How do business media report a major problem like housing inflation when it has become a foundation stone for the economy? It turns to the major players in the economy. But sometimes the major players are beneficiaries of the problem. When bank economists talk in the media, they are independent from the people who pay their salaries. In my opinion. they will give a view that reflects the values their sector, and common sense tells you that will be from the perspective of banks. Banks have earned strong profits during the crisis in housing affordability in Auckland.
This week, ANZ chief economist Cameron Bagrie appeared on nzherald.co.nz’s Economy Hub and talked about a spate of good news for the the economy. He described the housing market as “going gangbusters,” New Zealand was on a roll and he wished it would continue. “Let The good Times Roll, “he said, sounding a bit like the HSBC Bank in October who made headlines saying New Zealand had a “Rock Star Economy.”
On Economy Hub, Bagrie said:
“Look at the positive side of the ledger: tourism is booming, dairy prices are in recovery, the housing market is going gangbusters, migration is trundling along nicely and firms’ biggest constraints at the moment are finding labour,” he said.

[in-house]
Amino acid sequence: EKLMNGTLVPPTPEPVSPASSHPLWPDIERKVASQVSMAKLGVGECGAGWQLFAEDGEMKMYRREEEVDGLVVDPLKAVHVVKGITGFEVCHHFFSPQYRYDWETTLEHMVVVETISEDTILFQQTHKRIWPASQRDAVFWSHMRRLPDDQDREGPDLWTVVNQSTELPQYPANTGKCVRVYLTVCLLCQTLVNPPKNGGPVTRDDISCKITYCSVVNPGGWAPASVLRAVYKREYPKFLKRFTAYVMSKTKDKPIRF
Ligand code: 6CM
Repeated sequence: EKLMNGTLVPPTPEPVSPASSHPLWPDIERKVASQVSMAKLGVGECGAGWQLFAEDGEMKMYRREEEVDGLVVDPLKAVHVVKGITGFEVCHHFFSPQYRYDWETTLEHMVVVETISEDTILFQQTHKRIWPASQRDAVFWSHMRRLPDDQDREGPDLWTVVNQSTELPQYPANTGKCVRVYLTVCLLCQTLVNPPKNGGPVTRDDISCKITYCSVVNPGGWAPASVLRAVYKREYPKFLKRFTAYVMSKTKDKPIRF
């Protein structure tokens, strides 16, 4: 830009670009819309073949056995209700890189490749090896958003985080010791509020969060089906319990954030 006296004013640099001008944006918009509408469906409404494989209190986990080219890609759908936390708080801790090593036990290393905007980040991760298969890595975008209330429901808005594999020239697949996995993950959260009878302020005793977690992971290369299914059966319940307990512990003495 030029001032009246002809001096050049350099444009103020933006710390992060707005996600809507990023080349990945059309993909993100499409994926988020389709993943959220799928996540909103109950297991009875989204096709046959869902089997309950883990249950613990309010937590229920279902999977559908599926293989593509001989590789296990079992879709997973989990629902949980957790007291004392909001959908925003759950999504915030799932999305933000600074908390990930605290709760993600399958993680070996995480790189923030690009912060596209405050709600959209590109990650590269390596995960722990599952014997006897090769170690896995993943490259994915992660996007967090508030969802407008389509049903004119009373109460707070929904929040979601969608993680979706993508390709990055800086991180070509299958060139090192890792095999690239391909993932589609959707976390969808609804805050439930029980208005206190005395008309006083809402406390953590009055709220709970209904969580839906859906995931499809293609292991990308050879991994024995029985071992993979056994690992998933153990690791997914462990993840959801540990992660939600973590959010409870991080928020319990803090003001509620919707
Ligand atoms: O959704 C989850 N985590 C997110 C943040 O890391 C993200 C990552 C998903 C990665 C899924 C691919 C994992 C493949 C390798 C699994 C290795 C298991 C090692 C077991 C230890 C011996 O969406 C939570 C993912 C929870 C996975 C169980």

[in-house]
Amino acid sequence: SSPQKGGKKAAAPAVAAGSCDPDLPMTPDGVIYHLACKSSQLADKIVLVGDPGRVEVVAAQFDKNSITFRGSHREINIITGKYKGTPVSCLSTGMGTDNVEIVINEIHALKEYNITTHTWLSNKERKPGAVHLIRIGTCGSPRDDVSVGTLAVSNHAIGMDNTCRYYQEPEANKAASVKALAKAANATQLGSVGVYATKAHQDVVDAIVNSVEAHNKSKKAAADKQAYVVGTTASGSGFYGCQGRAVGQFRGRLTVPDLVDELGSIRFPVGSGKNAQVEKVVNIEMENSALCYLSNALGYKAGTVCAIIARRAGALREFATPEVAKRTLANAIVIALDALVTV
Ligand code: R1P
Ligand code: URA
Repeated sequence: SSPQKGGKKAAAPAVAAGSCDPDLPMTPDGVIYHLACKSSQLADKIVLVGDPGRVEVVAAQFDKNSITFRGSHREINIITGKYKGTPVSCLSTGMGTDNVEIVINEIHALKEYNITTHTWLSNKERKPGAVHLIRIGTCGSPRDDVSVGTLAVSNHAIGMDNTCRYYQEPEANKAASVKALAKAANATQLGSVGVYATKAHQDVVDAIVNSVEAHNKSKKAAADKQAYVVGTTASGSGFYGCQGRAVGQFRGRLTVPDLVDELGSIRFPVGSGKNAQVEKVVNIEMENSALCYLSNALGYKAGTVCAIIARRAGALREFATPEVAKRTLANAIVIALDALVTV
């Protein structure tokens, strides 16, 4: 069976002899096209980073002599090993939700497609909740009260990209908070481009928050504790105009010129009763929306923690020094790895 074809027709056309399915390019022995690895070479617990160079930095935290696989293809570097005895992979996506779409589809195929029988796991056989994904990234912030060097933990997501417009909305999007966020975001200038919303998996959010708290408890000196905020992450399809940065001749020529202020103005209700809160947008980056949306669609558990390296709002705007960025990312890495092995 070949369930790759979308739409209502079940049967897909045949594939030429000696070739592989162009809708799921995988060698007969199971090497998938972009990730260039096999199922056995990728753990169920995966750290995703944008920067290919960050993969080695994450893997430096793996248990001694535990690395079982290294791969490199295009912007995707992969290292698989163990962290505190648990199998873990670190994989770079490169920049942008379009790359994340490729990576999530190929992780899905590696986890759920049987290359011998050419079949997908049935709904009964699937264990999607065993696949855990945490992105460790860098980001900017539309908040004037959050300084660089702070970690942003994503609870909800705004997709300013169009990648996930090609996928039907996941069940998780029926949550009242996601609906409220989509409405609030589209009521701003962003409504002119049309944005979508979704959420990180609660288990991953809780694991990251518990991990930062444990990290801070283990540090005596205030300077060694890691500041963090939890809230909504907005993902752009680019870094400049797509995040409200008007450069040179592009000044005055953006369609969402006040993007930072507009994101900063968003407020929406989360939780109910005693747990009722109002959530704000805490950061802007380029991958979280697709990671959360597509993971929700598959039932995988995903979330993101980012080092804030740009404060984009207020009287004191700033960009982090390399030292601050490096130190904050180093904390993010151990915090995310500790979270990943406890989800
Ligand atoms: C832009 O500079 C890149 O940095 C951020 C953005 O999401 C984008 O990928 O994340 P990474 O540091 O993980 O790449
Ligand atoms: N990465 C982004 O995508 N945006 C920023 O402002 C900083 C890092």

Now it looked like we will be reporting a 3.5 per cent GDP growth figure next week, “which is absolutely world class and if you look at the forward indicators the business confidence survey is flagging 3.5 to 4 per cent growth. So let the good times roll on.”
“But the temptation is to strip out all the positives and you’re left with something negative,” he said.
There is no conspiracy. I’ve got no gripe with Bagrie or the other bank economists who are frequently quoted in the media. They contribute to the debate. They are focused on the need for growth and stability in the wider wider economy not the politicised details of fairness or equality or social cohesion that are bedevilling New Zealand. Banks are interested in a strong and stable economy but can’t get bogged down in political questions about inequality or distribution of wealth. Economic performance is based partly on sentiment, and if there has been lot of negative news, it discouragers growth. Economy Hub was right to point out a period of good news. But there is bad news too. Surprisingly, Bagrie said despite the global instability there was “little on the domestic horizon that would spoil New Zealand’s economic party”
Things must have changed from July when the ANZ Bank New Zealand chief executive David Hisco warned about serious economic dangers due to dangers the housing bubble will burst, Maybe Bagrie does not agree. But Hisco made the warning for a reason . That banks are exposed to the risk from the bubble popping,
Hisco advocated further voluntary tighten of lending by the banks.
“If the economy took a turn for the worse with unemployment rising we could see a scenario where many people were unable to pay their mortgages.
“Baby-boomers that had become property investors could face a scenario where they could no longer find tenants or the rents they could charge would not cover the mortgage costs.
“Overseas investors could sell out “most probably in a stampede”.
“Here’s a fact – property markets can and do go backwards,” Hisco says. “There are storm clouds on the horizon for sure and when they break who knows what will happen.”